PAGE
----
The other stuff…
I graduated with a University degree in Psychology a long time ago and, having never seen a computer, was offered a job by IBM fixing software…those were the days! I spent a few years travelling round England, hunting down and trying to fix bugs. Eventually, realising I wasn’t very good at it, I moved to an IBM Software Development Laboratory and spent the next 20 years or so travelling the world extolling the virtues of our graphics and transaction-processing software. India and Hong Kong are my two favourite countries, after England of course.
Apart from that…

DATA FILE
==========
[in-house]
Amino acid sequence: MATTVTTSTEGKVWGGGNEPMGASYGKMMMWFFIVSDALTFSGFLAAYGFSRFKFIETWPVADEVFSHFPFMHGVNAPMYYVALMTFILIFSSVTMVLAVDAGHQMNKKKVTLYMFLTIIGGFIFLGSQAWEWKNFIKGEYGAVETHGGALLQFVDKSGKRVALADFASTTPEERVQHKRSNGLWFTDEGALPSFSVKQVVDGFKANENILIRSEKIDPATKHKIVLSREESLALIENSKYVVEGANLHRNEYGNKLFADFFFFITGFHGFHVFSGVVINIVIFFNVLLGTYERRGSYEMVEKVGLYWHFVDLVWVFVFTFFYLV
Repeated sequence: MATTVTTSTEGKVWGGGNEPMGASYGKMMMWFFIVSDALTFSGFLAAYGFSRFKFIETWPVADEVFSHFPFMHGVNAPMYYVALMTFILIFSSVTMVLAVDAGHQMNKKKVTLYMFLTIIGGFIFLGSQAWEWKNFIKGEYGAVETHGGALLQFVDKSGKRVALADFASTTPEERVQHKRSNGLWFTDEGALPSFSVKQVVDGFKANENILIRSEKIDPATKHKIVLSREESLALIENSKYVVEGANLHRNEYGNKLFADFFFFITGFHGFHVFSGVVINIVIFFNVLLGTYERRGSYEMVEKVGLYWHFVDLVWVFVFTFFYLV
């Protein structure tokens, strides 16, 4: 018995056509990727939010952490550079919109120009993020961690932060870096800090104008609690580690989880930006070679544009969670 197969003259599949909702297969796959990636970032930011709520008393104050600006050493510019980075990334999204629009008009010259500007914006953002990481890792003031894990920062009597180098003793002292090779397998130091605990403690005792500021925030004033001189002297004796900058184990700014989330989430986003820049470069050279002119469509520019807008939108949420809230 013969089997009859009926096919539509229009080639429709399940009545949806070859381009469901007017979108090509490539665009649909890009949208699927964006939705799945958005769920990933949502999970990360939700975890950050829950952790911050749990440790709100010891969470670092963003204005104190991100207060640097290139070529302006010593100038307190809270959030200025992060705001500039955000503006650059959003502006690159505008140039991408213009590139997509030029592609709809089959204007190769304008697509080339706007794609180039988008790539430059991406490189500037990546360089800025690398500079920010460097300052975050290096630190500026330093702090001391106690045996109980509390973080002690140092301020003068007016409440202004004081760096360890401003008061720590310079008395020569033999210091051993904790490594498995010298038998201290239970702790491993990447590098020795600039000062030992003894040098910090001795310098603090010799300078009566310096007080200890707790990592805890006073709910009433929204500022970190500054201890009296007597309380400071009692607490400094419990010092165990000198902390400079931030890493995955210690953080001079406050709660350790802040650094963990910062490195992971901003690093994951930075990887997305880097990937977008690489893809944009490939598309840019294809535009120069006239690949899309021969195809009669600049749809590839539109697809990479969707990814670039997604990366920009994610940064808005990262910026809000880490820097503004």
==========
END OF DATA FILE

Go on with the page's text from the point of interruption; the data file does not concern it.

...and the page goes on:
I’m now semi-retired, living in Ireland, looking after chickens, goats, ponies and flowers, researching my own, and other people’s, genealogy and some of the (very) minor figures of English history. I’m also trying to improve my communications skills so I can tell the Irish how great England (and Wales) is. Spending all that time talking to computers has left me in need of a bit of re-adjustment on that front. I love 17th Century oak furniture, old houses and strange things. For a while, we owned a shop selling old Chinese and Indian furniture and curiosities; there were certainly some strange things in it, not least the owners. I’m also fascinated by domestic architecture. I’ve built a couple of houses, and “re-modelled”, as the Americans say, several more. I’m currently struggling with a 150-year-old granite farmhouse with walls two feet thick.